Guns.com ran an article back in September that focused on the ATF’s proposed changes to the way gun trusts will have to be certified. The ATF’s proposed rule changes (ATF 41P) will make the gun trust as we know it a thing of the past. The public comment phase is set to end Dec. 9 and changes could be implemented any time after that.
A gun trust allows a person to register NFA firearms to a trust rather than to his or her name, and the trust can have multiple trustees. The real appeal of a gun trust is that it greatly simplifies the process of registering machine guns, silencers and short-barreled rifles. It bypasses some of the obstacles individuals face like submitting fingerprints, photographs, and, the sometimes difficult task, obtaining the permission and signature of a Chief Law Enforcement Officer. With an established gun trust, you simply submit your paperwork to the ATF.
The new changes will turn the current process on its head. Any new trusts will have to be certified the way individuals are certified, meaning every trustee will have to provide the aforementioned information or, more importantly, every individual will have to get approval from a CLEO and in some areas it just isn’t going to happen.
How will you know if your CLEO will sign? Laws vary by state in some cases, but the real decisions happen at the county level. Guntrustlawyer.com has been making some inquiries of CLEOs. In some cases, like Orlando (a city in an otherwise industry-friendly state), CLEOs are already stating their opinions.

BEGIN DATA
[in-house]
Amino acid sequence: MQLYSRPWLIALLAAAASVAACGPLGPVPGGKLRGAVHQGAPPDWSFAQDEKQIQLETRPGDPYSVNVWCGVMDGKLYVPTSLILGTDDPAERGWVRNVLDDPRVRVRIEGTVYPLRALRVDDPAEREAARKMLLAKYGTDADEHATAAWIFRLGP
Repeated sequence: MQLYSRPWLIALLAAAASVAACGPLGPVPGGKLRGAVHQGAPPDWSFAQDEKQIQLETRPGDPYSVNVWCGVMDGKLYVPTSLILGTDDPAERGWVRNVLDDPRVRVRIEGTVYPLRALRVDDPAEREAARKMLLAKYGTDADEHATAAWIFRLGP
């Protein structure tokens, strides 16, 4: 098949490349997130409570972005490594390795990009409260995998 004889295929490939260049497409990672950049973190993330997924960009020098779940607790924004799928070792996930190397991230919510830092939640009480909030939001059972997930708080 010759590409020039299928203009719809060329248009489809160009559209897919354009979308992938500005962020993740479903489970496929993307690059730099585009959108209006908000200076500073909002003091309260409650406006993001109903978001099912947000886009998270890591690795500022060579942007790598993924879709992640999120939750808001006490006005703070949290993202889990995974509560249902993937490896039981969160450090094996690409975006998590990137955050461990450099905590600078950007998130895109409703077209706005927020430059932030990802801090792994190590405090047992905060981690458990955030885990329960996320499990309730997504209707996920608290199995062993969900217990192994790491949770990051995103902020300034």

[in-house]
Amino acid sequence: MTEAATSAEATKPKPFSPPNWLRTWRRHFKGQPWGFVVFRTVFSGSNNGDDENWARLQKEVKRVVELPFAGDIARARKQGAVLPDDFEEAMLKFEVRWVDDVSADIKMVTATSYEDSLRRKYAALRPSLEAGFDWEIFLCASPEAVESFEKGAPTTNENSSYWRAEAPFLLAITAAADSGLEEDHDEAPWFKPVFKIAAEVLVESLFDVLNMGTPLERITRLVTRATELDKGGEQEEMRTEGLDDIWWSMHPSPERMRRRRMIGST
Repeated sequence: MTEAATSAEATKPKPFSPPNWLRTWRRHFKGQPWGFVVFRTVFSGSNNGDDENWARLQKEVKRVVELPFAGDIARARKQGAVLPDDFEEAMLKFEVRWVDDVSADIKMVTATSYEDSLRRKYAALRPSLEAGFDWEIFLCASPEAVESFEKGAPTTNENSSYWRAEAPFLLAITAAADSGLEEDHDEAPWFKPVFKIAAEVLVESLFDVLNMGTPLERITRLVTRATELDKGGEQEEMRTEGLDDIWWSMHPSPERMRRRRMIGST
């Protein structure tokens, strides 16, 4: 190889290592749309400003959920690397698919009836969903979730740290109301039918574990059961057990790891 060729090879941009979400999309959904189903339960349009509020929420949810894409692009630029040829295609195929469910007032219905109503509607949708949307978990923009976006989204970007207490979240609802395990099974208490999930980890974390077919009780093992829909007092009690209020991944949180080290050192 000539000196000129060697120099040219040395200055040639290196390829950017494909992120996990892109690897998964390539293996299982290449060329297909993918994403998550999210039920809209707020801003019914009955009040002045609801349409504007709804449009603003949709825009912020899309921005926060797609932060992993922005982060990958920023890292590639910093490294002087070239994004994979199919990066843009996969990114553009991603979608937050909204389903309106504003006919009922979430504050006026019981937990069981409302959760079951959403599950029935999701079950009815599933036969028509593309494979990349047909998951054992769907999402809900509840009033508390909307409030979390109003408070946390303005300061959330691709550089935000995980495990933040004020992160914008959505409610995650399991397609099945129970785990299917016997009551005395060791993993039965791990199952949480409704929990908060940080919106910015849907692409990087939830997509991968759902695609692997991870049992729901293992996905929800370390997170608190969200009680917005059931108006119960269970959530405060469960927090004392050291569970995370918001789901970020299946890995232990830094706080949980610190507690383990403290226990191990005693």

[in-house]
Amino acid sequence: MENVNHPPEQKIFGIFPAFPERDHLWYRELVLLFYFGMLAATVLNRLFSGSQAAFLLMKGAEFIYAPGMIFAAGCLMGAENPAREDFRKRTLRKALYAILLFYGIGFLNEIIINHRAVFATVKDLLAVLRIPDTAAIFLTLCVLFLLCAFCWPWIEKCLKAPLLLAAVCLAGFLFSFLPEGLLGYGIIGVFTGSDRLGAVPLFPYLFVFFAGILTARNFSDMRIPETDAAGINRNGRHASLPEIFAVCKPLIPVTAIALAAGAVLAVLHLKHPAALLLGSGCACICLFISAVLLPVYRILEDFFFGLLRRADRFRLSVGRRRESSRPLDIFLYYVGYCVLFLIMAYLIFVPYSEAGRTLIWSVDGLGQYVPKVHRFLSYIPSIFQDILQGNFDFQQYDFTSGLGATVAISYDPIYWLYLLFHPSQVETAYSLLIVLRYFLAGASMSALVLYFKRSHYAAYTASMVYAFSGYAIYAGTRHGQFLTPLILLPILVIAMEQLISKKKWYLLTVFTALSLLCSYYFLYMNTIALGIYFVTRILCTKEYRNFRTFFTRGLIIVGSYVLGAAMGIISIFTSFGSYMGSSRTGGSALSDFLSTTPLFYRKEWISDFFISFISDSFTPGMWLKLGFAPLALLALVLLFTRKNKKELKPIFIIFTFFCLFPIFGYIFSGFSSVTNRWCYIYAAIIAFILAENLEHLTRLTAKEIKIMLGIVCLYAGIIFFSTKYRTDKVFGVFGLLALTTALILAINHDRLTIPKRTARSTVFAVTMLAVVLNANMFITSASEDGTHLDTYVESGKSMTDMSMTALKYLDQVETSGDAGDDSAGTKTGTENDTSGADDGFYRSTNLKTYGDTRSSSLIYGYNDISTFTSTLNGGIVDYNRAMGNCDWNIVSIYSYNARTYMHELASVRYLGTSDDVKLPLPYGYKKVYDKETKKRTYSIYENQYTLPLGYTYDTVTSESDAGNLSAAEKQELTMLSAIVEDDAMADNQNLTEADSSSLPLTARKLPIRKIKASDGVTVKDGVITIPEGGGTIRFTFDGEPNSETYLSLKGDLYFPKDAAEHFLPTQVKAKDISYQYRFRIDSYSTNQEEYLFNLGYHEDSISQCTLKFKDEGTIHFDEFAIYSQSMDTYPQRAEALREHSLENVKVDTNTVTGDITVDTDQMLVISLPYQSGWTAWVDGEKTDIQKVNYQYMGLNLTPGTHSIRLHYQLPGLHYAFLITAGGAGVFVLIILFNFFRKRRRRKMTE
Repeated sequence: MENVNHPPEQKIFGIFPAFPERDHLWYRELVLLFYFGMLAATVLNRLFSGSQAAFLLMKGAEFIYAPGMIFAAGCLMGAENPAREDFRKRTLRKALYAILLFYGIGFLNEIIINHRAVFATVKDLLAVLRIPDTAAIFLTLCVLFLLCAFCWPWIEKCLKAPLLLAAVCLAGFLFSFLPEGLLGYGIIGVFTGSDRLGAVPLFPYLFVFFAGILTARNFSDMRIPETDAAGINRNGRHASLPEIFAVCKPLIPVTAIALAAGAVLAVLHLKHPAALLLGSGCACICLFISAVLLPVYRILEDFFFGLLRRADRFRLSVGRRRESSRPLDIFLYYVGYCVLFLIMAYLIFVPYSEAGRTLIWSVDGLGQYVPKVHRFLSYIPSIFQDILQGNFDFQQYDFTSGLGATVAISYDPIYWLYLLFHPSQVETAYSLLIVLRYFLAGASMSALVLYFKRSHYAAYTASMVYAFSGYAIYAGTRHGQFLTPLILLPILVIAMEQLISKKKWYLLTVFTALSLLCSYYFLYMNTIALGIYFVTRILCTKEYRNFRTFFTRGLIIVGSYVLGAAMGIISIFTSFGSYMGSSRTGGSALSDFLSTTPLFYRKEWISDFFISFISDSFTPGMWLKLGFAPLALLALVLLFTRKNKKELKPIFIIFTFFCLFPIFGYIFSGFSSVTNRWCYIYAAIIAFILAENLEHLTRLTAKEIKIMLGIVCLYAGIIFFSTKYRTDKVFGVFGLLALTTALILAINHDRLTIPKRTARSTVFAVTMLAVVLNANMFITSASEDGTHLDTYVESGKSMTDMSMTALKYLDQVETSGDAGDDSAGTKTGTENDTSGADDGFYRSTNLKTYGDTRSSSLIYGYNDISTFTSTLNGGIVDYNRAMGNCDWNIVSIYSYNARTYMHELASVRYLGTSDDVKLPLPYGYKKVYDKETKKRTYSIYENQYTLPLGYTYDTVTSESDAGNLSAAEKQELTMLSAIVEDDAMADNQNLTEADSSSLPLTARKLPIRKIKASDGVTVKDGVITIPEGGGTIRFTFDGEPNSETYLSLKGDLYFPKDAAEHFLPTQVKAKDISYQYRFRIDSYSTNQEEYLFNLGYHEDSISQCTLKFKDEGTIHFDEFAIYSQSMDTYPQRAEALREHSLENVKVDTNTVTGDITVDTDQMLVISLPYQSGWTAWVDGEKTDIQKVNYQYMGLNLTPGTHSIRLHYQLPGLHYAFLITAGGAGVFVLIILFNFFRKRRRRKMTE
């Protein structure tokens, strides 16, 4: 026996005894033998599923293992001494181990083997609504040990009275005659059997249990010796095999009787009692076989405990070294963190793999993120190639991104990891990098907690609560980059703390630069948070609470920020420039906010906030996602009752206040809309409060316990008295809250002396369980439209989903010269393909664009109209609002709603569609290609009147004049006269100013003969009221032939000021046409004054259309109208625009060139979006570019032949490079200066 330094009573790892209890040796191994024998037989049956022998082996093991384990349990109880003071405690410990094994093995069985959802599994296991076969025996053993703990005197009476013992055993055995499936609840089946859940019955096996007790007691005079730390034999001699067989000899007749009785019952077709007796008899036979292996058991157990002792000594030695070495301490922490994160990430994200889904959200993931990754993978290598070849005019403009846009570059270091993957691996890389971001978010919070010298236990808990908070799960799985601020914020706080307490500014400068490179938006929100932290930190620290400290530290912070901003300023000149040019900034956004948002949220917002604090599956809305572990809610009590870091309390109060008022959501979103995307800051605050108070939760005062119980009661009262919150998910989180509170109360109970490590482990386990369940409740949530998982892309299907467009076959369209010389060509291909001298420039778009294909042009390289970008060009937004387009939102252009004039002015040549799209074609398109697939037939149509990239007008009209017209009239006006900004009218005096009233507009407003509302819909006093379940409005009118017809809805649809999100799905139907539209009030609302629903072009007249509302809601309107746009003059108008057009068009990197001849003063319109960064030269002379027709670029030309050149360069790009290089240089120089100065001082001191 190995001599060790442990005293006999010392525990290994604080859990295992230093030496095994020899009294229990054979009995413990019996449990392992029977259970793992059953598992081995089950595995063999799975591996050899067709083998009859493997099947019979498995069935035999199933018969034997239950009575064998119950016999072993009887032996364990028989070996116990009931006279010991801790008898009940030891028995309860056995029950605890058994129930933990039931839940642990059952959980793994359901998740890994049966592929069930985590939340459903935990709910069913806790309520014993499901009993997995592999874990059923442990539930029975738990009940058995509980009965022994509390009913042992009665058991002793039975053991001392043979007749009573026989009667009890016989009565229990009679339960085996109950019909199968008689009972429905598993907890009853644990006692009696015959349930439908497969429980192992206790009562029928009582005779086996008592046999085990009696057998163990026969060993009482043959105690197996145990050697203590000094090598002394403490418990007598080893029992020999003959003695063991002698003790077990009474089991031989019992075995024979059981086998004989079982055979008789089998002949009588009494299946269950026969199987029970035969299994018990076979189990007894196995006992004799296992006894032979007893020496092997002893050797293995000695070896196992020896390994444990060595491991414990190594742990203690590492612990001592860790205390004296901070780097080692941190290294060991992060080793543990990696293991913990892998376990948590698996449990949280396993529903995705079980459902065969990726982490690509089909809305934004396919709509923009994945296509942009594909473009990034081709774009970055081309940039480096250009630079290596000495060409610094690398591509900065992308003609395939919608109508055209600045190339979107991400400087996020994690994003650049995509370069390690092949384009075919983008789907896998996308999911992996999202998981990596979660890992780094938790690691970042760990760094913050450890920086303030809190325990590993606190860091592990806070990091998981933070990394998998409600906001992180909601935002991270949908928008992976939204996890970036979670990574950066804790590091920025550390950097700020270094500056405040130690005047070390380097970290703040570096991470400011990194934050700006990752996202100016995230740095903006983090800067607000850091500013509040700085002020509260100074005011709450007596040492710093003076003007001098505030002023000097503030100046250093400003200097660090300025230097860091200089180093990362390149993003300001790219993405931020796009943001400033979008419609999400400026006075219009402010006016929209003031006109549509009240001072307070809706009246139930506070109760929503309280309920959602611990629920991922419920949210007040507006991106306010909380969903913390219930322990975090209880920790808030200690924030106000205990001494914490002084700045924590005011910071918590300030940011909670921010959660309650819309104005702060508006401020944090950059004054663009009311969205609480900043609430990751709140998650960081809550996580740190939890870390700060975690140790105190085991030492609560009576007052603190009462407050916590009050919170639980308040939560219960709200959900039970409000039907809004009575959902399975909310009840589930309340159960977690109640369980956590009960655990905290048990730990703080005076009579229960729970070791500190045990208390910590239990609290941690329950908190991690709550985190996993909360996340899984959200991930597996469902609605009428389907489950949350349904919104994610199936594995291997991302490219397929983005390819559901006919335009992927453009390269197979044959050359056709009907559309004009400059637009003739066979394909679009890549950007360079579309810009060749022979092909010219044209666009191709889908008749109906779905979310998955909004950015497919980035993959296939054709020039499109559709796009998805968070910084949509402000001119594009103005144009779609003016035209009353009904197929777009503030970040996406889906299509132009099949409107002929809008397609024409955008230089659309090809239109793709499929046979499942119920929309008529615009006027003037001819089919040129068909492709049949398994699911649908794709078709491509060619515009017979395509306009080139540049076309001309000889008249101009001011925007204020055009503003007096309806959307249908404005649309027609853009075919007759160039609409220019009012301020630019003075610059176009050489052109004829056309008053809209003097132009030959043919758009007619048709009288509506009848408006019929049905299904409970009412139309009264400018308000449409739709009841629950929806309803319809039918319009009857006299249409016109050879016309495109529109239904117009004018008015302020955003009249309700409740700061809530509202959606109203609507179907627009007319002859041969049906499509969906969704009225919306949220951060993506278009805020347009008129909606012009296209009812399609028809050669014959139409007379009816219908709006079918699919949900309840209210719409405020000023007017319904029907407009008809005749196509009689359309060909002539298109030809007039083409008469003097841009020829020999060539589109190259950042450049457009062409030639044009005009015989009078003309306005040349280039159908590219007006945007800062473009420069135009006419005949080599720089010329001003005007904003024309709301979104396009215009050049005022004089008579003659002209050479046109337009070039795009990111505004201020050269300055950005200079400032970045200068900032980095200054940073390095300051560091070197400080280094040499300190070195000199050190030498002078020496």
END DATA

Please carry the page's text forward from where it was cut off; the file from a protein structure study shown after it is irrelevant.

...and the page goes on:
“Unfortunately, we do not believe the proposed language amendment will change our position with respect to whether the Orlando Police Chief should execute these forms for firearms transfers,” said Lee Ann Freeman, legal advisor for the Orlando Police Department. “It remains our position that the local law enforcement chief executive officer should not be involved in, or liable for, individual firearms transfers.”
Opposition to the proposed changes has been fairly predictable, but it has remained below the radar of the national media. The reasons are complex. No one in the firearms industry wants to vocally oppose background checks and these changes outlined in ATF 41P are directly addressing background checks.
One group that has led opposition is the American Silencer Association. This group of suppressor makers has banded together to make their individual voices heard. They’ve prepared a hybrid form letter that can be downloaded, customized and sent in during the public comment period for ATF 41P. There’s even a Facebook page for Americans Opposed to ATF 41P.
While we’re uncertain how long implementation will take, time is running out if you want a gun trust for convenience, to avoid the hassle of a CLEO who won’t sign off on paperwork, or if you may want a gun trust in the future, in any form, for any perfectly legal and lawful reason.
If you have a lawyer already, he or she could potentially draw up papers. But that will take time. You could do all of the research and documentation yourself, though that has a tremendous amount of potential pitfalls. This isn’t something you want to screw up, or have to fix through trial and error.
The easiest way is to have someone do it for you, and the most logical way to go about that is to turn to a specialist. There are several of these providers online who make it incredibly easy to establish a trust, and with the deadline approaches they are offering package deals (199trust.com is running a special).
While I don’t like the hassle the system presents now, I like being able to own NFA firearms and suppressors. Estimations from the firearms industry and the ATF both suggest that close to two-thirds of the current NFA market is comprised of gun trusts.
If there’s no legal demand for short-barreled rifles and shotguns, or silencers, these companies that are making these things are going to grow in other directions, or die out. The market for NFA guns and suppressors depends on an actual market, which will diminish greatly if these changes make it harder for all of us, all of the law abiding citizens of the country, to even get the paperwork needed to begin the process of acquisition.